Ivan Garcia, 26 November 2016 — At midnight no one was talking about the biggest news story of the year along crowded Tenth of October Avenue. A group of drunks was downing white rum from little cardboard cartons, cheap hookers were plying their trade in a tiny park in Santa Catalina, and four transvestites in high heels were on the hunt for clients right across from La Vibora’s Red Square.
Ten minutes after a shaken Raúl Castro announced the death of his brother Fidel on state television, the event had barely registered in the darkened streets of Tenth of October, one of the island’s most densely populated areas.
No extra police were seen being deployed. Dozens of young people were climbing up steep Patrocinio Street to El Túnel nightclub next to the Los Chivos Park, intent on dancing to reggaetón music and drinking Cristal beer.
Two bored employees at a state-run coffeehouse near the old La Víbora bus stop were talking about the the latest soap opera. People first heard the news only when asked about it.
The reaction was low-key, without any drama: “Is Fidel really dead? He has been killed off so many times before.” And the responses from those who had already heard the news were along the lines of “He’s had a long life” and “We all have to die sometime.”
Eduardo, a driver on the P-10 bus from Vibora to Playa de Marianao does not believe things will change much after the death of Fidel Castro. “The government has everything locked up. There may be some economic changes but, as usual, ordinary people like us won’t see them. It’s not just Fidel Castro that is the problem; it’s his cronies in the ruling class who don’t want to open things up so Cubans can make some money.”
Sometime after eight o’clock on Saturday morning, November 26, a number of people are standing on the corner Acosta and Tenth of October, speculating about what Castro’s death might mean for the future.
Lidice, who sells pirated DVDs, believes that, “with Fidel’s death, Raul can lay one era to rest. This gives him free reign to carry out real economic reform, not the band-aid solutions he has been using. Otherwise, the country is going to fall apart. If he wants to hold onto power, he has to let private businesses prosper.”
Diego, an information technology worker, is more cautious. “It would be easy to say that everything bad in Cuba is because of Fidel. The problem now is with the system, which is worn out, and the gang of corrupt officials who live off it. Castroism is not going to die with Fidel. The best option is to head for Miami, Madrid or Canada. It doesn’t matter where. The main thing is to leave here before it all goes to hell,” he says.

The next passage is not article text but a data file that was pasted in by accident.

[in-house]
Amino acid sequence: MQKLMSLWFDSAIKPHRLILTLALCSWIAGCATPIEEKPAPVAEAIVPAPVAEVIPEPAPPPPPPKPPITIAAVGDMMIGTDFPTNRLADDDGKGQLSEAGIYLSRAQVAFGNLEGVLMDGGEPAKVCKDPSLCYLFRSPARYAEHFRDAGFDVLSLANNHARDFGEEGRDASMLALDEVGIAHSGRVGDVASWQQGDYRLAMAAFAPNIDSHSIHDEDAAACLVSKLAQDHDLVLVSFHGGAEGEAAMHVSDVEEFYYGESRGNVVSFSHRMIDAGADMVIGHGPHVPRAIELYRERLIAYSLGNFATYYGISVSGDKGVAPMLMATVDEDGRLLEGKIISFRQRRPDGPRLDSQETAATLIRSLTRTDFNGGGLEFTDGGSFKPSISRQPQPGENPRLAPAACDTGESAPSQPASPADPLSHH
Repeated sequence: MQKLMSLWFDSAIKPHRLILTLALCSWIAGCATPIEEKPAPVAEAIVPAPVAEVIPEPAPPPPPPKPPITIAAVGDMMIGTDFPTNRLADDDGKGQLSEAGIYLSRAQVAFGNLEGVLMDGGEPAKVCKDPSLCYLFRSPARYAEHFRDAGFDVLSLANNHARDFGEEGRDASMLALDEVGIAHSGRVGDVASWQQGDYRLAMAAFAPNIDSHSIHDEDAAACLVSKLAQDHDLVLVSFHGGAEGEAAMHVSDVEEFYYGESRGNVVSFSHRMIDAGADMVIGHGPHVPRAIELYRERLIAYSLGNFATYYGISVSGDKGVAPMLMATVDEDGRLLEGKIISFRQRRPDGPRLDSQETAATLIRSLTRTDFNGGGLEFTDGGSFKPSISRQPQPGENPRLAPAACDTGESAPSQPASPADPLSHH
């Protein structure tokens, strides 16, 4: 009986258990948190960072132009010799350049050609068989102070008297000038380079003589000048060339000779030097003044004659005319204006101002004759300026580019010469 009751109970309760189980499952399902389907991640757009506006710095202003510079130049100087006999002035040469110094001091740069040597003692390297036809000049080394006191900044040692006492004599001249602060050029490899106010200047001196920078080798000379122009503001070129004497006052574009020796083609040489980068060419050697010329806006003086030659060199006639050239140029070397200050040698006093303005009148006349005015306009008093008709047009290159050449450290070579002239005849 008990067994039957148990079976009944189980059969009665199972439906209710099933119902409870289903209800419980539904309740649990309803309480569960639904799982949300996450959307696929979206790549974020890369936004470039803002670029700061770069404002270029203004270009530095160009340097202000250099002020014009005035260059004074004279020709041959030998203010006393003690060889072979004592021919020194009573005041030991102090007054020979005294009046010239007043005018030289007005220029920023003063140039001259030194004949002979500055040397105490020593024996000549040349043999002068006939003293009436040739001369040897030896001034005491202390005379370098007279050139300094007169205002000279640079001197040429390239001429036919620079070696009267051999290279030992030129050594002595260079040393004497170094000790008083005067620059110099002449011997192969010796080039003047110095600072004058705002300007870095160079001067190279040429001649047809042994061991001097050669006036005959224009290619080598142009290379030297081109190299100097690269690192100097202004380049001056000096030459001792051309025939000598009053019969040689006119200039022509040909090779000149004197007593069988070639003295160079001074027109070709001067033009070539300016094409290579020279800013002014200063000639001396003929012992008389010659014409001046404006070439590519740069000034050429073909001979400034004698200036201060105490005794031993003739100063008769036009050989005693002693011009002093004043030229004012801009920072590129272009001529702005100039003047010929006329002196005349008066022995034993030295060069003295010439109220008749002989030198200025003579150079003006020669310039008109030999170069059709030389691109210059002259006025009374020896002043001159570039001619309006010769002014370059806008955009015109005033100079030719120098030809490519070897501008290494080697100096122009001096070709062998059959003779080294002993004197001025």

Denise, who has a degree in history, worries about the future after the death of Castro I. “After the funeral services are over, after the televsion channels have aired all their old footage extolling Fidel, then we will ask ourselves what will happen in Cuba. The country will not put up with any more lies. People want change that will affect their daily lives. Fidel was a guy with an outsize personality. His death has left a huge leadership vacuum. Have you noticed that the current leaders don’t have a political message to sell? They don’t express themselves well and don’t even know how to laugh. The worst thing that can happen to a politician is to not be able to offer his constituents any ideas,” she observes.
Julio Aleaga — head of the opposition group Candidates for Change, which advocates nominating dissidents for the few public offices open to citizen participation — believes that “the death of Fidel Castro, a very negative figure, can be the catalyst for profound change. The conservative wing of the ruling party has lost a powerful symbol. And over the medium term change is unstoppable.”
The death of Fidel Castro has come as a blow to the dissident community, which is clearly feeling disoriented. Without a popular base of support and unable to summon more than a hundred people for a public march, Victor Manuel Domínguez, a journalist and freelance writer, feels that there may be tough times ahead for the opposition.
“The current situation is frightening. Venezuela, the teat providing us with petroleum, is experiencing a ferocious economic, political and social crisis. Chavismo has an expiration date. Cuba lives in almost perpetual economic crisis and with a system that is a failure. The looming demographic time bomb, with a third of the population over sixty, is troubling. Emigration has led to the exodus of a quarter of a million Cubans over the last four years and the figure is likely to double. And now we have the election of someone as unpredictable as Donald Trump in the United States. The regime has already used up all its political time. It did not take advantage of the outreach from Barack Obama. Either Raul Castro takes on profound economic reform or the country collapses,” predicts the journalist.
Domínguez also believes repression will increase. “The regime has lost its greatest symbol. I believe that the physical attacks on opponents at the barricades will worsen. They’re going to play hardball.”
So begins a waiting period to see if the physical absence of Fidel Castro will lead to major reforms or will provoke greater retrenchment by the most conservative wing of the military dictatorship. But that is a story yet to be told.
Photo: On December 15, ten days before his death, Fidel Castro met with Vietnam’s President Tran Dai Quang (third from left) and a Vietnamese delegation. The woman behind Castro is his wife, Dalia Soto del Valle. The photo was arranged by Castro’s son Alex and his personal photographer, and is probably one of the last public images of the elderly leader. From El Nuevo Herald.